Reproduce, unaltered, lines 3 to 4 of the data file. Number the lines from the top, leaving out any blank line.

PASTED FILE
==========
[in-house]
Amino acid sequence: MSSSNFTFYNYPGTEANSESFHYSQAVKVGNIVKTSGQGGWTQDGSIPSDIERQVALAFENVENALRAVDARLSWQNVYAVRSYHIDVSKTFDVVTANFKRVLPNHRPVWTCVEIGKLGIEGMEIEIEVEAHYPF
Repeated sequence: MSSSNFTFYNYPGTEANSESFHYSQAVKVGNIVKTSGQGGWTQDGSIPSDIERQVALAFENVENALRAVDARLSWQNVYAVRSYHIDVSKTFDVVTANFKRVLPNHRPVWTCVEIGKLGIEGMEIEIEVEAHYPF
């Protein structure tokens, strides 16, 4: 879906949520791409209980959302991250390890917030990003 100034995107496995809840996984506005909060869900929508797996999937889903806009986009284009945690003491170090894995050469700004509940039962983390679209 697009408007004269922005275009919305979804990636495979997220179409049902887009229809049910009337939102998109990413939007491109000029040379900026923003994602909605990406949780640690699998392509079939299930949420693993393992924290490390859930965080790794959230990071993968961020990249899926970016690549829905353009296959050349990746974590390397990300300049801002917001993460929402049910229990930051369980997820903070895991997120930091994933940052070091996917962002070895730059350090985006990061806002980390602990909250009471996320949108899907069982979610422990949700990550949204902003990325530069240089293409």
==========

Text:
Repeated sequence: MSSSNFTFYNYPGTEANSESFHYSQAVKVGNIVKTSGQGGWTQDGSIPSDIERQVALAFENVENALRAVDARLSWQNVYAVRSYHIDVSKTFDVVTANFKRVLPNHRPVWTCVEIGKLGIEGMEIEIEVEAHYPF
């Protein structure tokens, strides 16, 4: 879906949520791409209980959302991250390890917030990003 100034995107496995809840996984506005909060869900929508797996999937889903806009986009284009945690003491170090894995050469700004509940039962983390679209 697009408007004269922005275009919305979804990636495979997220179409049902887009229809049910009337939102998109990413939007491109000029040379900026923003994602909605990406949780640690699998392509079939299930949420693993393992924290490390859930965080790794959230990071993968961020990249899926970016690549829905353009296959050349990746974590390397990300300049801002917001993460929402049910229990930051369980997820903070895991997120930091994933940052070091996917962002070895730059350090985006990061806002980390602990909250009471996320949108899907069982979610422990949700990550949204902003990325530069240089293409």